When will the student loan bubble burst?

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This chart from The Atlantic magazine’s web site shows how student debt has increased just since 1999.  The red line is student debt, the blue line is all other individual and family debt.  While American families overall have stopped taking on new debt and are even paying down existing debt a little, student debt loan continues to mount.

The New York Federal Reserve Bank estimated American student debt was $90 billion at the start of 1999 and $550 billion by the second quarter of this year, according to Sarah Jaffe on AlterNet; the U.S. Department of Education estimates student debt at $805 billion, and says it will soon reach $1 trillion.

One cause is the high unemployment rate among recent college graduates, which means they let their debts compound instead of paying them off; another is the increase in tuition at public colleges and universities.

President Obama rightly stated in his State of the Union address last year that “nobody should have to go broke because they choose to go to college.”   If a college graduate doesn’t get off on the right foot, he or she can be in the equivalent of indentured servitude for the rest of their life.

But the student loan debt bubble affects more people than just the debtors.  If you have loan repayments of $400 to $1,000 a month, that’s money you don’t spend or invest in the larger economy.  And eventually, unless something changes, the student debt bubble is going to burst, with consequences as catastrophic to the larger economy as the bursting of the home mortgage bubble.

Student loans are different from other kinds of debt.  You can’t discharge the debt by going through bankruptcy.  The result is that unless you graduate from college and immediately get a job that pays big money, there is a good chance you will spend the rest of your life with a large, compounding debt from which you never can get out from under.

The average college student graduates with a debt of about $27,000, but that can easily mount to $100,000 or more through compound interest, fees and penalties.  Lenders can garnish wages, intercept tax refunds and, when the time comes, dock Social Security payments.

In his address last year, President Obama proposed student loan forgiveness after 20 years or, for those who commit to public service, after 10 years.  He also proposed a $10,000 tax credit for families who send sons or daughters to four-year colleges.  But his recent agreement with House Speaker John Boehner on the debt ceiling will actually make things worse for college students.  Under that agreement, interest would start accumulating on student loans while students are still in graduate or professional school.  By one estimate, this means they’ll leave school with 16 percent more debt on average.

One thing Congress could do to help would be to allow student loan debtors the benefit of federal bankruptcy law after a certain period—say 10 years.  But there is little chance of that.   In fact, the bipartisan congressional deficit reduction committee is likely to make things even harder on student loan debtors.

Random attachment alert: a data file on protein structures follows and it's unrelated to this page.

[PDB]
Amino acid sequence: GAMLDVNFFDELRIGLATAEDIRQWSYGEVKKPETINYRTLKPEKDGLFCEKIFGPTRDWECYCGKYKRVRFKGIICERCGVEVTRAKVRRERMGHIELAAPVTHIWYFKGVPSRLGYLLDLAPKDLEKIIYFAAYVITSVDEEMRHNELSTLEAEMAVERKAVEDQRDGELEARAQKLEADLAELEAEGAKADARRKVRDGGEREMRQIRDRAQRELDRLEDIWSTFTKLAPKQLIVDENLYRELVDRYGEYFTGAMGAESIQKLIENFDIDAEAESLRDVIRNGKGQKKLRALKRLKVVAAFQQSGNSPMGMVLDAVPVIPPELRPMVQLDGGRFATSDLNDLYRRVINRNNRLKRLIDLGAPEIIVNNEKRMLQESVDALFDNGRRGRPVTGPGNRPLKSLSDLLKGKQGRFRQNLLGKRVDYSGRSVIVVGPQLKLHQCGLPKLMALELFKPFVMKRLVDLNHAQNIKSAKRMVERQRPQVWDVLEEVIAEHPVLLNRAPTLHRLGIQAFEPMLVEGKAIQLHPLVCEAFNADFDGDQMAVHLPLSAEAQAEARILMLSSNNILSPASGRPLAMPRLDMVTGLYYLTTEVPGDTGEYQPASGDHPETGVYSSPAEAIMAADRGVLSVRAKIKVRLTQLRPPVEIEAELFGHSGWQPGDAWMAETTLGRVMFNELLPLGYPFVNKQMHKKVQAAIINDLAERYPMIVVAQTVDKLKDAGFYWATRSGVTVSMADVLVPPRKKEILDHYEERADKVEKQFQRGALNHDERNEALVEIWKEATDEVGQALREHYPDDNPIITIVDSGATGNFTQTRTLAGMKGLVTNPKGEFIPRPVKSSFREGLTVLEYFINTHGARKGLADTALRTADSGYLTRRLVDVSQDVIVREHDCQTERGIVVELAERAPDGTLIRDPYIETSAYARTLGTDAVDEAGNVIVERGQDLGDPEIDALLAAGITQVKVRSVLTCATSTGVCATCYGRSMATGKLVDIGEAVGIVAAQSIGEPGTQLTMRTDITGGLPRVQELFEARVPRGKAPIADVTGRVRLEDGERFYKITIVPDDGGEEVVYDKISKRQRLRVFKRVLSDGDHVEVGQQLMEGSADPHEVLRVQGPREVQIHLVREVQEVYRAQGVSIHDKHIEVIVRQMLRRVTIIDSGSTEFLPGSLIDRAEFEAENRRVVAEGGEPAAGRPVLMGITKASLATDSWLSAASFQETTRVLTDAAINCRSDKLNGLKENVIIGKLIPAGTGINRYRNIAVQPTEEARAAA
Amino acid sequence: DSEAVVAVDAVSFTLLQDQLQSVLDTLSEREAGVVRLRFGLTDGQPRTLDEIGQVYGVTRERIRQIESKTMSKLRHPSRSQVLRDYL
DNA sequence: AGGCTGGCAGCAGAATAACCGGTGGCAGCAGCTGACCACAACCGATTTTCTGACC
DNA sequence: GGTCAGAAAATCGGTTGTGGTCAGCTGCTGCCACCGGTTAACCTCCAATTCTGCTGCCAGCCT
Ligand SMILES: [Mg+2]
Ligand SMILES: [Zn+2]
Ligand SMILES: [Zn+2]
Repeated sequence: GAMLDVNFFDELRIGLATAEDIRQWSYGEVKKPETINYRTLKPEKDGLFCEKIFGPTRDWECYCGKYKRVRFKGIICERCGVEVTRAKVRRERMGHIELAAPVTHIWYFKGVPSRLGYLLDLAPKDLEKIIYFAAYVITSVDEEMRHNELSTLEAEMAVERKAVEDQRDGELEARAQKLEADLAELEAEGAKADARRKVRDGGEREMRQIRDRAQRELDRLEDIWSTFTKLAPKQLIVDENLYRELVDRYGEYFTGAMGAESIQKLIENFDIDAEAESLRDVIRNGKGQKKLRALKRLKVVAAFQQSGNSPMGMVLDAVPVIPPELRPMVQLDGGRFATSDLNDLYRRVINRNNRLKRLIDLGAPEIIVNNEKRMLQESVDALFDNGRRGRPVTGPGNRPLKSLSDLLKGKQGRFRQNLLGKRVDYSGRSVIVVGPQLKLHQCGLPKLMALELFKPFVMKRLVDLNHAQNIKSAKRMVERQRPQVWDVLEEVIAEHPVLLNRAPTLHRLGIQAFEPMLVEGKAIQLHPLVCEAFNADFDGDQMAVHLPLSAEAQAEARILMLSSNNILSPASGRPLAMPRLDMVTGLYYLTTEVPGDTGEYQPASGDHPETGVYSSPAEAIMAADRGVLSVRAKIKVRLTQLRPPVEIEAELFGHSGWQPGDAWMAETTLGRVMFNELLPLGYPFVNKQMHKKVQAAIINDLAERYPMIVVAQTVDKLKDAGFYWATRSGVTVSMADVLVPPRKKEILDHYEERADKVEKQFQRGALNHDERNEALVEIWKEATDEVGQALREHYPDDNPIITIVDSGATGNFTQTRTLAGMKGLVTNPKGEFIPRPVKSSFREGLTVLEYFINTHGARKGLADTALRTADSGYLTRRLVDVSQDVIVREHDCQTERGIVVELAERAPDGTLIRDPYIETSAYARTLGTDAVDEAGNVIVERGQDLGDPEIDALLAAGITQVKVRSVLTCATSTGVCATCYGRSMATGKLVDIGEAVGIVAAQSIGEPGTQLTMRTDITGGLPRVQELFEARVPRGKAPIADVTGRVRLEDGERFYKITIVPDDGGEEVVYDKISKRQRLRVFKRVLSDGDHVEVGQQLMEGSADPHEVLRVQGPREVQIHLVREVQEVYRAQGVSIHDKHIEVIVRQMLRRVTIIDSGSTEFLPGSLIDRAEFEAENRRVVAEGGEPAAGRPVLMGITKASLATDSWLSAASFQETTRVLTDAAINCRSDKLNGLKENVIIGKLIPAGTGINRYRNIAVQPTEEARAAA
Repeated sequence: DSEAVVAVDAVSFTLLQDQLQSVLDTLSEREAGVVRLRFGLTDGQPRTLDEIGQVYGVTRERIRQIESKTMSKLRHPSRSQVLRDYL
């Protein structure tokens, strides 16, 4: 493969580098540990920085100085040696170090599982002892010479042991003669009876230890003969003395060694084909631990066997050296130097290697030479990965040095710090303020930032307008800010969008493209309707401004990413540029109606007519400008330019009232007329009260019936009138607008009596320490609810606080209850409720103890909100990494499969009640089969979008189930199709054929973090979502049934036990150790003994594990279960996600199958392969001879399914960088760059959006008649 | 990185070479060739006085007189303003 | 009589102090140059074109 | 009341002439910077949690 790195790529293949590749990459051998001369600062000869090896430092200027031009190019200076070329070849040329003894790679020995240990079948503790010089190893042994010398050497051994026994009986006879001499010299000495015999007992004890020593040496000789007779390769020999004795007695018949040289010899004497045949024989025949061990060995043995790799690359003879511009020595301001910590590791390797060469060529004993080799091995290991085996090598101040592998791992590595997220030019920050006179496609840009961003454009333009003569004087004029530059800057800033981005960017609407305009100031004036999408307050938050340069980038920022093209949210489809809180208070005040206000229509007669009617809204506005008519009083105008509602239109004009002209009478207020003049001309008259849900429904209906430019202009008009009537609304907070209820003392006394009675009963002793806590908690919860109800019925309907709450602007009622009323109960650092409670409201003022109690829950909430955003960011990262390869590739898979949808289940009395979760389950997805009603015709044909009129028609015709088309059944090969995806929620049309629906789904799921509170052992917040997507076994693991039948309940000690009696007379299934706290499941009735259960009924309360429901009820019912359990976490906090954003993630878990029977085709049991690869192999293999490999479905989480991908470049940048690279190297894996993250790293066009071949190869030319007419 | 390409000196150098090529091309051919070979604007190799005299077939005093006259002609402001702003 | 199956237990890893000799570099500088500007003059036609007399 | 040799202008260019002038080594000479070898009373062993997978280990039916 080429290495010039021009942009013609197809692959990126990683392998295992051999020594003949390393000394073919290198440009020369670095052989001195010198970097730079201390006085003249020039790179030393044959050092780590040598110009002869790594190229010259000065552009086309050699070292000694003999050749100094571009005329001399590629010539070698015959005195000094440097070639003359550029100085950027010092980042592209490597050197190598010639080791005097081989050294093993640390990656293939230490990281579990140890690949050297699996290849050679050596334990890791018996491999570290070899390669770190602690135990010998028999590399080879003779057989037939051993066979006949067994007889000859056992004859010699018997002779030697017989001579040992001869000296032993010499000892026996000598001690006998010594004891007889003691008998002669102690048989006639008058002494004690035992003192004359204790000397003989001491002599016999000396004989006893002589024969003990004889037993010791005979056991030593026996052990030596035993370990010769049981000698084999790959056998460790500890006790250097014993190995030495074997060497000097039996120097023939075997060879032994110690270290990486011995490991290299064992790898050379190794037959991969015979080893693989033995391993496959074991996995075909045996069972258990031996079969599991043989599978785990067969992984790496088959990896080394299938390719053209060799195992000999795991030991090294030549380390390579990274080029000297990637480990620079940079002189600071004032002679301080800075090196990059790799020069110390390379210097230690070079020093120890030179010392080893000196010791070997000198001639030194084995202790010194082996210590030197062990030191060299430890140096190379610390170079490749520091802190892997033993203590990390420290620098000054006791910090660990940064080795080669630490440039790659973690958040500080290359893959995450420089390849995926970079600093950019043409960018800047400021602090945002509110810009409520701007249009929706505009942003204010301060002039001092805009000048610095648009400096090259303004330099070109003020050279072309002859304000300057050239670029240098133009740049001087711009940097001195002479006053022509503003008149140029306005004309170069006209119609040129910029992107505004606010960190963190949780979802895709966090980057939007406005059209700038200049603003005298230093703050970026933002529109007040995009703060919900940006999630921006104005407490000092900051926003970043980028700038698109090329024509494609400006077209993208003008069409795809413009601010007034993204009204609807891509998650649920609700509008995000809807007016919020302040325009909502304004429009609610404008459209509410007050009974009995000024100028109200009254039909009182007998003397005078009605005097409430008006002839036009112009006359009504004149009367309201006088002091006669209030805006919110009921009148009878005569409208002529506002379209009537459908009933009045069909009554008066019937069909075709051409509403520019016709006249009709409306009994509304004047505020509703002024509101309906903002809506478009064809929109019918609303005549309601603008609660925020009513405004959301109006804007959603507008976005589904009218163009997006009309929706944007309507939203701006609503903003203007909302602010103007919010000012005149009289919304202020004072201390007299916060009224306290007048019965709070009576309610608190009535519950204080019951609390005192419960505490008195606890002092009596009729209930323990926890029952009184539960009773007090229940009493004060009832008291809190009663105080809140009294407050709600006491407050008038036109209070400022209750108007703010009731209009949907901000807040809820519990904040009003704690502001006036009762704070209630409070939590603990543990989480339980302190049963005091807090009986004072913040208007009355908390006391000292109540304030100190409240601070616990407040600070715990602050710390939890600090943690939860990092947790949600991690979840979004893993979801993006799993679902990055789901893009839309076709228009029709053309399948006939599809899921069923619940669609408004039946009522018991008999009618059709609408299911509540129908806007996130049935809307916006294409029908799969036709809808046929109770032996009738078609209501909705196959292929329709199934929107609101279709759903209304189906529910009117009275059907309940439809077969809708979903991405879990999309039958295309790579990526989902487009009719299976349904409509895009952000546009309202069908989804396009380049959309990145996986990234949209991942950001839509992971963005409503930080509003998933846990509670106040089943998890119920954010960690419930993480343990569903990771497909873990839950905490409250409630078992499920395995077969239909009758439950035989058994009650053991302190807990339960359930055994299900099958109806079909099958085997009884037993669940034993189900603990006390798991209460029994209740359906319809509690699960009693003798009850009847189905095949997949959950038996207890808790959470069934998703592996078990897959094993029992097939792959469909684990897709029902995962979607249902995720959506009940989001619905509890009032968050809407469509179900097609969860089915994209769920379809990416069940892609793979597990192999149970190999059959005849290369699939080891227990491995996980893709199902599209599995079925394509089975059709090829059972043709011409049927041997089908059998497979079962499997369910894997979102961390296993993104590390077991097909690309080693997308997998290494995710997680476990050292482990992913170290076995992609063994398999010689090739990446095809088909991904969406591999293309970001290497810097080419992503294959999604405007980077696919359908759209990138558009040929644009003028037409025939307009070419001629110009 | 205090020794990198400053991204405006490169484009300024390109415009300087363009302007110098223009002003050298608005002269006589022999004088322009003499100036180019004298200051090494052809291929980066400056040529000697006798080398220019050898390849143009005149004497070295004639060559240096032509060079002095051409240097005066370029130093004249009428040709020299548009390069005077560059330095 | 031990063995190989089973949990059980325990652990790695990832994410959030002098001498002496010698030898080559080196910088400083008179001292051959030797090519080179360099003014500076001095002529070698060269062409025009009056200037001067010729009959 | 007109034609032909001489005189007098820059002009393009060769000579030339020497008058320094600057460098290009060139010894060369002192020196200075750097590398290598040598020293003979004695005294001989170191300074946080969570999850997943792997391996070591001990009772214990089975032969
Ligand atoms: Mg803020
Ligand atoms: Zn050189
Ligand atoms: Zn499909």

When I went to college in the 1950s, state colleges offered college educations to anybody capable of doing college work at tuition rates anybody could pay.  Middle class families could save up to put their children through college without going into debt, and poorer students could work their way through college without going into debt.

I would like to see the state college systems resume their original mission, and get rid of all the chancellors who want to turn colleges into profit centers for their own aggrandizement.  But seeing as how financially strapped the state governments are, there is little chance of this, either.

Click on Is the Near-Trillion-Dollar Student Loan Bubble About to Pop? to read Sarah Jaffe’s article on AlterNet.

Click on The Debt Crisis at American Colleges for analysis by Andrew Hacker and Claudia Dreifus in The Atlantic Monthly.

Click on Student Loans Have Grown 511% Since 1999 for the above chart with an accompanying article in The Atlantic Monthly.

Click on Why we need student loan forgiveness for the thoughts of Mychal Denzel Smith on The Griot web log.

Click on The student loan train wreck, The subprime student loan crime scene and Is higher education turning into a ripoff? for my earlier posts on this subject.

[Added 9/28/11]  I was hasty in asserting that other consumer debt is being paid down.

The FDIC in its quarterly report for the 2nd quarter shows that loan portfolios increased by $34.3 billion to commercial and industrial borrowers, auto loans increased by $9.7 billion, and credit card debt increased by $5.2 billion.

… The debt deleveraging story line … did not wish to take into account that consumers were defaulting and banks were writing off debts more than consumers were paying them down.

via New Deal 2.0.

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2 Responses to “When will the student loan bubble burst?”

  1. Claudia Dreifus (@Claudiadreifus) Says:

    Thank you Phil Ebersole for raising the student debt issue on your blog. The issues involved here need to be discussed as much as possible and every voice helps. Best, Claudia Dreifus, co-author, “Higher Education?” http://www.highereducationquestionmark.com


  2. Bob Marley Says:

    I’d gladly go back and become a plumber or electrician instead of the worthless master’s degree I have from a state university making less than I did as a factory worker in 1999.


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